Again in this new era of party, with the change of principles I am confident in the course of nominations will be changed, without questioning the propriety of congressional nominations or the force of the line of precedents to determine the line of succession. It is enough to say that after the clamours against them which have rung from Hampshire to Georgia & been responded to by the people, it is not probable any body of men would attempt a measure so repugnant to the expressed will of the nation & party, & it is morally certain that any nomination so made will be defeated for that ground alone other things being equal, and the stepping stone instead of being the road to the Presidency will be a stumbling block to any one who has it in view. The nominations for some terms to come will be made by the states nominating their prominent men & where there are conflicting interests compromising or settling them by a convention formally or informally. And to be out of the eye of the state would be to lose that chance of being set in nomination by the only power which can make a successful one. So far as any negotiations ^at Washington^ can affect the question they can be made with more effect by others while sit at home with the great state of N. York at your back. But should you be tempted by the present prospect of office to leave your post, you would sacrifice almost a moral certainty of the presidency for an office less than the one you have.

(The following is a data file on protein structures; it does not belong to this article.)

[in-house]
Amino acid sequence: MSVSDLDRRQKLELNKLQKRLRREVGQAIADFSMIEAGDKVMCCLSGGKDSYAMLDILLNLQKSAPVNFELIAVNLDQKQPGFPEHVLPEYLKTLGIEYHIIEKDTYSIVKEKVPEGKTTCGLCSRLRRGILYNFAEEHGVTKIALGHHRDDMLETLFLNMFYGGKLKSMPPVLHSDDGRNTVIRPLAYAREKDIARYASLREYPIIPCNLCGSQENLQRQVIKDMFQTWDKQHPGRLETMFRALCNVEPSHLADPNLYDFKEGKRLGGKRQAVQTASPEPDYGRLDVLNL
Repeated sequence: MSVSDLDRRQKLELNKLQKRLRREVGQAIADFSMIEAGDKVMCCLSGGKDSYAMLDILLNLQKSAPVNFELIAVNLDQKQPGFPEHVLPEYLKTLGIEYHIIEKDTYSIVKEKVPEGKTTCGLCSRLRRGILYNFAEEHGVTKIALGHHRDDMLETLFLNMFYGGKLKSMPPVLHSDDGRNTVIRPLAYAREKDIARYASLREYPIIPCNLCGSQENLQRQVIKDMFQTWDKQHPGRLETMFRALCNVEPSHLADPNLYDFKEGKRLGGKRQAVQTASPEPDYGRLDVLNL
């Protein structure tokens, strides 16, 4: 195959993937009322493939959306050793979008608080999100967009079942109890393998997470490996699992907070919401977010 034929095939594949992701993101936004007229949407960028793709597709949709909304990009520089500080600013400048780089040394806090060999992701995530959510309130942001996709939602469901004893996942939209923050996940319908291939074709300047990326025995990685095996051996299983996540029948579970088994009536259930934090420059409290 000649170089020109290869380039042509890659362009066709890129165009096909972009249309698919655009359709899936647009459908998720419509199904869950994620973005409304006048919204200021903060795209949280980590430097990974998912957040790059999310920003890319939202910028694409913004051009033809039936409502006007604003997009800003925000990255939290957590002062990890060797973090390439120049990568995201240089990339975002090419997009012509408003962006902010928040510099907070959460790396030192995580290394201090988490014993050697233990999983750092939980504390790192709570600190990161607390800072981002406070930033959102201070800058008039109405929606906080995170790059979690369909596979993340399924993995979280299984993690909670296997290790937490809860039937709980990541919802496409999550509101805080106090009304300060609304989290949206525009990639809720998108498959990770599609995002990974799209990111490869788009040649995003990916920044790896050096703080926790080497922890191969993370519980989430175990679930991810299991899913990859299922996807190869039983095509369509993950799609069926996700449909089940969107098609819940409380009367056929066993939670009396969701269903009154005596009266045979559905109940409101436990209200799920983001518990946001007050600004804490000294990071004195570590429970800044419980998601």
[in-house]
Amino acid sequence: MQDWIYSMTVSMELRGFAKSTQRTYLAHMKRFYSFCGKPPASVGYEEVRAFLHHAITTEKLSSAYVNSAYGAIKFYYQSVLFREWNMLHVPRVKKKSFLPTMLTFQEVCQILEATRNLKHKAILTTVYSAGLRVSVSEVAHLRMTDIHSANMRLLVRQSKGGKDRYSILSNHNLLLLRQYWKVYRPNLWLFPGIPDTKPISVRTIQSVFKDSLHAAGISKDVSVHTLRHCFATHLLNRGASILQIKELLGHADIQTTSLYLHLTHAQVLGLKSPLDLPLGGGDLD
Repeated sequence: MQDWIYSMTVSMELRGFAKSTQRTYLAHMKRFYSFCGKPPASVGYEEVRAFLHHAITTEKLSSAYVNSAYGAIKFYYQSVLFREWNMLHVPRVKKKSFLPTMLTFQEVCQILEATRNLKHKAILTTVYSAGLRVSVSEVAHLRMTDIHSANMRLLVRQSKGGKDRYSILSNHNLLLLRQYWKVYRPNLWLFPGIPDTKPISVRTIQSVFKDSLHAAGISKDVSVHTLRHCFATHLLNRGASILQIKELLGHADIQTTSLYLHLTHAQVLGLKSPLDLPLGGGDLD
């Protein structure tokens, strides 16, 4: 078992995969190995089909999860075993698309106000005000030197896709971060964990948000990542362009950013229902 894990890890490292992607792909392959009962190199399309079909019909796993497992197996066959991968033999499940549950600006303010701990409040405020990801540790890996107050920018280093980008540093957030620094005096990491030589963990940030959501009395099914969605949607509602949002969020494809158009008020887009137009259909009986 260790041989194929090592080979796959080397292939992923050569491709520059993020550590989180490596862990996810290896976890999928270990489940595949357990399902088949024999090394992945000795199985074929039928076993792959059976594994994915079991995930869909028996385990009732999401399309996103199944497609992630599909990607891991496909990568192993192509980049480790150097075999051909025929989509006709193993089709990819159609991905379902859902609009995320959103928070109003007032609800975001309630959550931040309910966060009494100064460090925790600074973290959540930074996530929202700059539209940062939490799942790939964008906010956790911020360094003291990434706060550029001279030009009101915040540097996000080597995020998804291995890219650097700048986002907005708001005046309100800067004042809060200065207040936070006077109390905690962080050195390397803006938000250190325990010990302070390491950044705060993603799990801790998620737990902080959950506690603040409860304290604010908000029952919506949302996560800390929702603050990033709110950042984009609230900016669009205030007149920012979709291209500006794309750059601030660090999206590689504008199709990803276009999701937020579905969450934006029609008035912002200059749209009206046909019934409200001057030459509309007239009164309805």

This state has been for a long time torn with factions and the measures which have been carried have not been the result of wisdom but the products of party efforts mutually <marring> each other. And there is a great field open for a Governor to fill ^the^ eye of the people and intrust their affections, by which he shall not only unite the great body of the state around him, but give that confidence of his talents & judgment abroad necessary for a candidate for that high office to possess. Should you remain in your present office and take that decided part in the great measures which must be adopted to enable our state to enjoy the benefit of its natural advantages & hold her place in the union united like virginia round her own interest nothing can divert the natural course of events. This state will be the key stone of sound Jacksonism, and as the state from which a president has never been elevated & having as she will have, 40 votes at her command her candidate can scarcely fail of being elected.

Should you pursue a different course a want of consent at the north may produce the election of Calhoun, but will I think assuredly postpone our hopes of having a President from New York until we have raised some new Politicians who shall give that worship to the People, which the new Constitution has rendered indispensable in the men whom they shall delight to honor

I remain Sir

Your Mo. ObSvt.

Joshua Forman